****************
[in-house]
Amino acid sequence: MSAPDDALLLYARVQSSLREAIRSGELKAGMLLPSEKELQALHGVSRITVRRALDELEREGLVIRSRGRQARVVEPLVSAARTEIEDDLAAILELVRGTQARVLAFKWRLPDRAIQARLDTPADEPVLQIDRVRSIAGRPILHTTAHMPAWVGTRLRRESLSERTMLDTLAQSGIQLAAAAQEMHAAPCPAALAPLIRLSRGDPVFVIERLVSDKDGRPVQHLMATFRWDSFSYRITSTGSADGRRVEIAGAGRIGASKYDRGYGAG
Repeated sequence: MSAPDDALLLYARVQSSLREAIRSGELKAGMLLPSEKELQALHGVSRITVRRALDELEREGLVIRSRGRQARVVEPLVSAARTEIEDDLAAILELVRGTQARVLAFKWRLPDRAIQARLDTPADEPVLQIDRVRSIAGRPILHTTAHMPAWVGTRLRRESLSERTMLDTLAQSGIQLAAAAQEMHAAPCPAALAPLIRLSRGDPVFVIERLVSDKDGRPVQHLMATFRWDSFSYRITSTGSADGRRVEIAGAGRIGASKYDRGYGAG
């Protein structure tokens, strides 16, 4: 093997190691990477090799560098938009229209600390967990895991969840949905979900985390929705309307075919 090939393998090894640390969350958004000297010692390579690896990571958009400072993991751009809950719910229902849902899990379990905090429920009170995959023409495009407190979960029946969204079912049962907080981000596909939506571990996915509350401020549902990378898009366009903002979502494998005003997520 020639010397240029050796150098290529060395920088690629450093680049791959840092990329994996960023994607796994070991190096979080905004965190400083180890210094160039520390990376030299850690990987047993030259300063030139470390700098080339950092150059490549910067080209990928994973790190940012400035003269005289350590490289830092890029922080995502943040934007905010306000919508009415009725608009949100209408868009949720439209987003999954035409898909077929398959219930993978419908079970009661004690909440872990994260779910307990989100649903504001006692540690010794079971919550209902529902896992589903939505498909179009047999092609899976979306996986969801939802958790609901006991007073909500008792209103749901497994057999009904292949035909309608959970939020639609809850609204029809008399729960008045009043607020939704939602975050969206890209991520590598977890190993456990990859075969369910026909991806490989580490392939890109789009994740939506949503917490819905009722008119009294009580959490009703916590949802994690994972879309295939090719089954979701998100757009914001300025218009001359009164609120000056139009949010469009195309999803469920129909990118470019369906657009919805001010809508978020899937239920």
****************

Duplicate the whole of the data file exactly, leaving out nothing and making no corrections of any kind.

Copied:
[in-house]
Amino acid sequence: MSAPDDALLLYARVQSSLREAIRSGELKAGMLLPSEKELQALHGVSRITVRRALDELEREGLVIRSRGRQARVVEPLVSAARTEIEDDLAAILELVRGTQARVLAFKWRLPDRAIQARLDTPADEPVLQIDRVRSIAGRPILHTTAHMPAWVGTRLRRESLSERTMLDTLAQSGIQLAAAAQEMHAAPCPAALAPLIRLSRGDPVFVIERLVSDKDGRPVQHLMATFRWDSFSYRITSTGSADGRRVEIAGAGRIGASKYDRGYGAG
Repeated sequence: MSAPDDALLLYARVQSSLREAIRSGELKAGMLLPSEKELQALHGVSRITVRRALDELEREGLVIRSRGRQARVVEPLVSAARTEIEDDLAAILELVRGTQARVLAFKWRLPDRAIQARLDTPADEPVLQIDRVRSIAGRPILHTTAHMPAWVGTRLRRESLSERTMLDTLAQSGIQLAAAAQEMHAAPCPAALAPLIRLSRGDPVFVIERLVSDKDGRPVQHLMATFRWDSFSYRITSTGSADGRRVEIAGAGRIGASKYDRGYGAG
């Protein structure tokens, strides 16, 4: 093997190691990477090799560098938009229209600390967990895991969840949905979900985390929705309307075919 090939393998090894640390969350958004000297010692390579690896990571958009400072993991751009809950719910229902849902899990379990905090429920009170995959023409495009407190979960029946969204079912049962907080981000596909939506571990996915509350401020549902990378898009366009903002979502494998005003997520 020639010397240029050796150098290529060395920088690629450093680049791959840092990329994996960023994607796994070991190096979080905004965190400083180890210094160039520390990376030299850690990987047993030259300063030139470390700098080339950092150059490549910067080209990928994973790190940012400035003269005289350590490289830092890029922080995502943040934007905010306000919508009415009725608009949100209408868009949720439209987003999954035409898909077929398959219930993978419908079970009661004690909440872990994260779910307990989100649903504001006692540690010794079971919550209902529902896992589903939505498909179009047999092609899976979306996986969801939802958790609901006991007073909500008792209103749901497994057999009904292949035909309608959970939020639609809850609204029809008399729960008045009043607020939704939602975050969206890209991520590598977890190993456990990859075969369910026909991806490989580490392939890109789009994740939506949503917490819905009722008119009294009580959490009703916590949802994690994972879309295939090719089954979701998100757009914001300025218009001359009164609120000056139009949010469009195309999803469920129909990118470019369906657009919805001010809508978020899937239920």